Mike very much seems to be taking the side of “decentralized web3 with NFTs and crypto are inevitable, so deal with it”, sadly the same as Fight For The Future and the EFF which also shill for crypto and NFTs.

This comment has been deemed insightful by the community.
Mike Masnick (profile) says:

Re: Re: Re:2 Re:

He can’t back it up because he believes in a nonsense strawman. I’ve said that web3 and NFTs are absolutely chock full of nonsense and scams, but that it’s worth exploring the little bit of it that is interesting at the core, and from which something interesting might be possible.

But this particular commenter is not at all interested in nuance or understanding and just wants to shit on me because he can’t recognize that there might be a nuanced take. I mean, I’ve responded to him in the past, and it doesn’t matter, because he keeps lying about my position. It’s pathetic.

This comment has been deemed insightful by the community.
Anonymous Coward says:

Re: Re: Re:3 Re:

Considering how often they insert the same tired claims into spaces where they are off-topic, this is 1) obvious, and 2) no surprise.

Happy new year. i am glad to be able to read the thinking of someone who is optomistic while being realistic, and not a pep squad or cult. Thanks for all your efforts.

This comment has been deemed insightful by the community.
PaulT (profile) says:

Re: Re: Re: Re:

"I’m pretty sure that Mike had talked on Twitter"

Cool, if that’s true you can provide links to the conversation. Right?

"Mike very much seems to be taking the side of “decentralized web3 with NFTs and crypto are inevitable, so deal with it”"

It is inevitable. Whether or not it is significant or relevant remains to be seen, but there’s nothing to stop that from existing. While we wait for the outcome, it’s hardly wrong to discuss how we should deal with that situation.

This comment has been deemed insightful by the community.
That One Guy (profile) says:

Maybe vs Will

Strive to improve things and you might lose, give up and treat that goal as a lost cause and you already have.

As bad as things might seem to be at times it’s still important to push on and try to, if not improve things then at least slow down the downward spiral, always keeping in mind that history shows just because things are bad now doesn’t mean they’re destined to stay that way and sometimes enough people refusing to accept the current course is enough to shift what might have seemed an unstoppable force out of the way.

Anonymous Coward says:

Have to say, the combination of out_of_the_blue and John Smith has been missing out on these New Year’s messages since 2018’s. I guess the defeat of Shiva Ayyadurai was too much for them to handle.

Happy 2022, Techdirt. May this year be the one where the downfall of Malibu Media and Strike 3 are written about, and a good laugh at the expense of copyright trolls is enjoyed by all.

Anonymous Coward says:

Re: Re: Re:

Strike 3’s situation is a bit of a stretch, yes, going by Torrentfreak’s reports. They’ve continued to file cases through 2021 with no signs of slowing down, but it doesn’t look as if they’ve been succeeding in those cases. For that matter, the most recent appearance they’ve made is the judge telling them that they can’t have a copy of the defendant’s hard drive because it’s impossible for Strike 3 to guarantee the defendant’s privacy. The one thing keeping Strike 3 above water is the fact that they’ve stayed out of controversy.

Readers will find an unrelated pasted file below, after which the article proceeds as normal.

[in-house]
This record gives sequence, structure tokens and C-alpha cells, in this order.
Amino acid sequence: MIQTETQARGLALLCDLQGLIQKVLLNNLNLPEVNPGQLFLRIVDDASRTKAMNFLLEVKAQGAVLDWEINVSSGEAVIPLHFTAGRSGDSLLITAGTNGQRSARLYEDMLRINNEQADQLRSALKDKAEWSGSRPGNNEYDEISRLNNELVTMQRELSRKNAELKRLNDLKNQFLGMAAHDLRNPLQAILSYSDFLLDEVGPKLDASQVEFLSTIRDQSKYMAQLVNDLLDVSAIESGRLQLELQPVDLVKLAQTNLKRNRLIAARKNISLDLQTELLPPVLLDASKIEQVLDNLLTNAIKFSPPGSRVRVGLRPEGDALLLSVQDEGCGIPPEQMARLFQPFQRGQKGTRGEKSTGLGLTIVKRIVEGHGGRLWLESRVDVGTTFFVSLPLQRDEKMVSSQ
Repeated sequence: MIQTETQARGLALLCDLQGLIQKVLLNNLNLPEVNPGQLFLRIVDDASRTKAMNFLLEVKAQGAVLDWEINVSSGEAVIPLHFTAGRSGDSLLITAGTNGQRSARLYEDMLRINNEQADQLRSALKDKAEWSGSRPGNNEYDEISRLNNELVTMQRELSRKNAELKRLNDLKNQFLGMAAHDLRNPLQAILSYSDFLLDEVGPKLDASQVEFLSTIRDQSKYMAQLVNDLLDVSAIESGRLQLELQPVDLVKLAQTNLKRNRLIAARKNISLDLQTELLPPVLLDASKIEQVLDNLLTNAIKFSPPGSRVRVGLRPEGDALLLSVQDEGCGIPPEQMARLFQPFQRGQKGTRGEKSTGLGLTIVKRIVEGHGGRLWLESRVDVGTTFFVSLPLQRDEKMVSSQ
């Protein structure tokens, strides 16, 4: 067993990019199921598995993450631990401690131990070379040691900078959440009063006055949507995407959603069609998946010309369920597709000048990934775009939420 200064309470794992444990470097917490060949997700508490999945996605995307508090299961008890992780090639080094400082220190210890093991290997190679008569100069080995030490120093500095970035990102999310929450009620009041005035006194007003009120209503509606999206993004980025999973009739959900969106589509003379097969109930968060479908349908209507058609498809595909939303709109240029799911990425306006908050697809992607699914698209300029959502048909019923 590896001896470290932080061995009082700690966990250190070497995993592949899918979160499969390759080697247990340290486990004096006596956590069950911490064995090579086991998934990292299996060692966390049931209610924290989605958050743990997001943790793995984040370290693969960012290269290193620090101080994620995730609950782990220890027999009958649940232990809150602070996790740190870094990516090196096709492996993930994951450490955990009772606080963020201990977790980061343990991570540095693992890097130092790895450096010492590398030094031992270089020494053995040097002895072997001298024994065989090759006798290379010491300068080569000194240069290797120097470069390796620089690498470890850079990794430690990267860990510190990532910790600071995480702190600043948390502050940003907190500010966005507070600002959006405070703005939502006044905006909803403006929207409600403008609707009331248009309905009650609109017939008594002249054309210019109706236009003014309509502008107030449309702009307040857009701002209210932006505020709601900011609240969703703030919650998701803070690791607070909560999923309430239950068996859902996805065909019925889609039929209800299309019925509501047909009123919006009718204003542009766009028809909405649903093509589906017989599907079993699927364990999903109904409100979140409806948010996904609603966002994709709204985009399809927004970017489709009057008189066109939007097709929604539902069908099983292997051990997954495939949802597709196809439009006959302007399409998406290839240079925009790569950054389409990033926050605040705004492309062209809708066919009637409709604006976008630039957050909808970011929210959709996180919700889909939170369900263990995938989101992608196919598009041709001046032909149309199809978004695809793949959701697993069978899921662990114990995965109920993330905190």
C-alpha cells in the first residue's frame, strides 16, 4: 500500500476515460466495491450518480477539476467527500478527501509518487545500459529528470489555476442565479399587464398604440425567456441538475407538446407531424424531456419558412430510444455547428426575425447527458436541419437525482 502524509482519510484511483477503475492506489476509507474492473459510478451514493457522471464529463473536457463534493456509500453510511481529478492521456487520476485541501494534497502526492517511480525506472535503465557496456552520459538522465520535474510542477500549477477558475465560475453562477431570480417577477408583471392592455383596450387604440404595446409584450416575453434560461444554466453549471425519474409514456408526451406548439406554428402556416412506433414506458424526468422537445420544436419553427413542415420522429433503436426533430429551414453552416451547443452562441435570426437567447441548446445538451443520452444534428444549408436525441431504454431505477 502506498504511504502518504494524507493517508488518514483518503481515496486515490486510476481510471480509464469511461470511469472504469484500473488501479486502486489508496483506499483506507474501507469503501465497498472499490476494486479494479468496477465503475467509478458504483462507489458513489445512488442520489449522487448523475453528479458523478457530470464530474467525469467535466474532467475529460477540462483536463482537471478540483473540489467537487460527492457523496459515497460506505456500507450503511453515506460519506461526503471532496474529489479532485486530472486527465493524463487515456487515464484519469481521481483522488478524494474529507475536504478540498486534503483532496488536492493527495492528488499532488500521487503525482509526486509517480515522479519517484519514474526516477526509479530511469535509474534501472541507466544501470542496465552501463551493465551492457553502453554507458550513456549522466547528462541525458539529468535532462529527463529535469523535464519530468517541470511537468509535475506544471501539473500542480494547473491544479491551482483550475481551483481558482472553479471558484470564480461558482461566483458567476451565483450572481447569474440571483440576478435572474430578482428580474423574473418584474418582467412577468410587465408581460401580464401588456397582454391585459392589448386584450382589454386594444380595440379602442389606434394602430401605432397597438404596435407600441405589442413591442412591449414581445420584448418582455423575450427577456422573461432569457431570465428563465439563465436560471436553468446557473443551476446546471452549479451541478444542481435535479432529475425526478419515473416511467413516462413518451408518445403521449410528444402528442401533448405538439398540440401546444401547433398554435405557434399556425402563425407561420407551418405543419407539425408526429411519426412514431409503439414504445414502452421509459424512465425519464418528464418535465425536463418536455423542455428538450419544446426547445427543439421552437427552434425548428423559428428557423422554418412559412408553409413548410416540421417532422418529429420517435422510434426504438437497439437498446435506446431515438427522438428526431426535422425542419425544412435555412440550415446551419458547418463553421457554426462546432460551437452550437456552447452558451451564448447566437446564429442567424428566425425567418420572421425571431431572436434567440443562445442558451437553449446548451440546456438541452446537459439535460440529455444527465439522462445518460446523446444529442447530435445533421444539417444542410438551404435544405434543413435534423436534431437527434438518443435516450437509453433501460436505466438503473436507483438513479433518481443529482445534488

The same, however, cannot be said of Malibu Media. It’s fair to cast doubt on Colette’s claims that her business and marriage are in dire straits, and it’s possible that some bleeding-heart copyright lawyer may want to represent them pro bono the way Daniel Voelker stuck his neck out for Paul Hansmeier. But just as Ken White opined that the Star Trek motion from Otis Wright finished Prenda Law as a legal entity, I think the same applies to Malibu Media’s present situation. Sure, they’re probably going to pull a Norman Zada/Perfect 10 move and try to have their assets shifted and skip out on paying the fines demanded by the court. But as far as new cases go, they might well be finished – with the fact that their investors and their main lawyer sued them for not paying up, and their main lawyer is now rotting in jail after trying and failing to fight a bankruptcy fraud charge. And Colette Pelissier seems intent on pushing the Paul Hansmeier strategy of relentlessly insisting "It’s not my fault".

This comment has been deemed insightful by the community.
Barry Winters (profile) says:

You are so right that the blaming of the internet for today’s problems is ridiculous. Having spent the past few years digging beneath a variety of surfaces to try and understand why we are where are, I have one conclusion: it is as old as the existence of human kind. Fundamentally, people are uncomfortable with people and conditions that are "different". Financial and physical power have supported the implementation of my values rather than yours. It permeates all countries and cultures and as we move into 2022, it will continue to block reasoned change and greater equity for all.

Scary Devil Monastery (profile) says:

Re: Re:

"Fundamentally, people are uncomfortable with people and conditions that are "different"."

Here’s a strange coincidence you might want to look into in that case; The common denominator between anachronism, conservatism, bigotry, racism and misogyny is that the adherents of such tend to be unimaginative…or at least unwilling to imagine a reality different than the one they’ve brought up to believe is true.

Fear of Change may be a necessary imperative in times of threat but have become the root of all evil in modern society when sudden weather pattern shifts or animal migrations are the likely precursors of some localized flooding or earthquake threatening the tribe. Or someone not believing in the divine right of the king is likely to propel bloody revolution.